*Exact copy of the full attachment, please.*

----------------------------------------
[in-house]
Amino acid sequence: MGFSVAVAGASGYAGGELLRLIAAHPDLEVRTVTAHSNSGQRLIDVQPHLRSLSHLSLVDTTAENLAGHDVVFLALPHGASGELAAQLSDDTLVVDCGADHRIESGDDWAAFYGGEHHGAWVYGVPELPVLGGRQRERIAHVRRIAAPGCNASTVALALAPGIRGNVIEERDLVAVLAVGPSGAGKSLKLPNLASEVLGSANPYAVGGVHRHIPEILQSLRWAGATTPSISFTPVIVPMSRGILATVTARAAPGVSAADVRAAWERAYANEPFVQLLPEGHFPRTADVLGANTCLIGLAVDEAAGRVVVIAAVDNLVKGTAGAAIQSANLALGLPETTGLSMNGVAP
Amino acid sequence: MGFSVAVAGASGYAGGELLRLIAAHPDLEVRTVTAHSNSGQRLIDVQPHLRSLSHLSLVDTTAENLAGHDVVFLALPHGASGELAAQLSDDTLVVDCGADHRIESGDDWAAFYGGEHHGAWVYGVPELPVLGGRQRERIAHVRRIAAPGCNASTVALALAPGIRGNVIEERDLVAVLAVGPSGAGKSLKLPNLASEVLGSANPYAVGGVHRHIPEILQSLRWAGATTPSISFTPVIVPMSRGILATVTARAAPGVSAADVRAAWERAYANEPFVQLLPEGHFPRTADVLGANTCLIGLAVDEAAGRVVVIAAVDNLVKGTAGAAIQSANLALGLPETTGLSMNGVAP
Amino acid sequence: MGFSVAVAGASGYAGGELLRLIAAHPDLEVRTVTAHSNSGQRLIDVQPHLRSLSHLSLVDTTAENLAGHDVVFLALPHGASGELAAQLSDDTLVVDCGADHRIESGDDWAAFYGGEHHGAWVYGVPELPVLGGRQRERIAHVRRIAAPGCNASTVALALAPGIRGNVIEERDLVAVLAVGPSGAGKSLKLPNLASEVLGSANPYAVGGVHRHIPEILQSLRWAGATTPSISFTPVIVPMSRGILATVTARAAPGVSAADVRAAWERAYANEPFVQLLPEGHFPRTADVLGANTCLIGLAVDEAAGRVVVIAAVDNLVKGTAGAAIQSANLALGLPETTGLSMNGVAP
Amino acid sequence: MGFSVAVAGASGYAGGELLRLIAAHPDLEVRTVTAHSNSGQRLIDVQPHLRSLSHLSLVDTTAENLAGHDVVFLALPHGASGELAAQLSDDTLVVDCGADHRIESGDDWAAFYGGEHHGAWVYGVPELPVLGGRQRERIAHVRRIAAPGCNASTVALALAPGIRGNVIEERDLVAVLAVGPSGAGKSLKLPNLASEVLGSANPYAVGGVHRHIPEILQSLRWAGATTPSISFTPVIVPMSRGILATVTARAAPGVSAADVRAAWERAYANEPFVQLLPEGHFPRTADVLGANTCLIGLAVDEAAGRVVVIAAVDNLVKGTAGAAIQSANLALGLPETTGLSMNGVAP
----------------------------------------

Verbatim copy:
[in-house]
Amino acid sequence: MGFSVAVAGASGYAGGELLRLIAAHPDLEVRTVTAHSNSGQRLIDVQPHLRSLSHLSLVDTTAENLAGHDVVFLALPHGASGELAAQLSDDTLVVDCGADHRIESGDDWAAFYGGEHHGAWVYGVPELPVLGGRQRERIAHVRRIAAPGCNASTVALALAPGIRGNVIEERDLVAVLAVGPSGAGKSLKLPNLASEVLGSANPYAVGGVHRHIPEILQSLRWAGATTPSISFTPVIVPMSRGILATVTARAAPGVSAADVRAAWERAYANEPFVQLLPEGHFPRTADVLGANTCLIGLAVDEAAGRVVVIAAVDNLVKGTAGAAIQSANLALGLPETTGLSMNGVAP
Amino acid sequence: MGFSVAVAGASGYAGGELLRLIAAHPDLEVRTVTAHSNSGQRLIDVQPHLRSLSHLSLVDTTAENLAGHDVVFLALPHGASGELAAQLSDDTLVVDCGADHRIESGDDWAAFYGGEHHGAWVYGVPELPVLGGRQRERIAHVRRIAAPGCNASTVALALAPGIRGNVIEERDLVAVLAVGPSGAGKSLKLPNLASEVLGSANPYAVGGVHRHIPEILQSLRWAGATTPSISFTPVIVPMSRGILATVTARAAPGVSAADVRAAWERAYANEPFVQLLPEGHFPRTADVLGANTCLIGLAVDEAAGRVVVIAAVDNLVKGTAGAAIQSANLALGLPETTGLSMNGVAP
Amino acid sequence: MGFSVAVAGASGYAGGELLRLIAAHPDLEVRTVTAHSNSGQRLIDVQPHLRSLSHLSLVDTTAENLAGHDVVFLALPHGASGELAAQLSDDTLVVDCGADHRIESGDDWAAFYGGEHHGAWVYGVPELPVLGGRQRERIAHVRRIAAPGCNASTVALALAPGIRGNVIEERDLVAVLAVGPSGAGKSLKLPNLASEVLGSANPYAVGGVHRHIPEILQSLRWAGATTPSISFTPVIVPMSRGILATVTARAAPGVSAADVRAAWERAYANEPFVQLLPEGHFPRTADVLGANTCLIGLAVDEAAGRVVVIAAVDNLVKGTAGAAIQSANLALGLPETTGLSMNGVAP
Amino acid sequence: MGFSVAVAGASGYAGGELLRLIAAHPDLEVRTVTAHSNSGQRLIDVQPHLRSLSHLSLVDTTAENLAGHDVVFLALPHGASGELAAQLSDDTLVVDCGADHRIESGDDWAAFYGGEHHGAWVYGVPELPVLGGRQRERIAHVRRIAAPGCNASTVALALAPGIRGNVIEERDLVAVLAVGPSGAGKSLKLPNLASEVLGSANPYAVGGVHRHIPEILQSLRWAGATTPSISFTPVIVPMSRGILATVTARAAPGVSAADVRAAWERAYANEPFVQLLPEGHFPRTADVLGANTCLIGLAVDEAAGRVVVIAAVDNLVKGTAGAAIQSANLALGLPETTGLSMNGVAP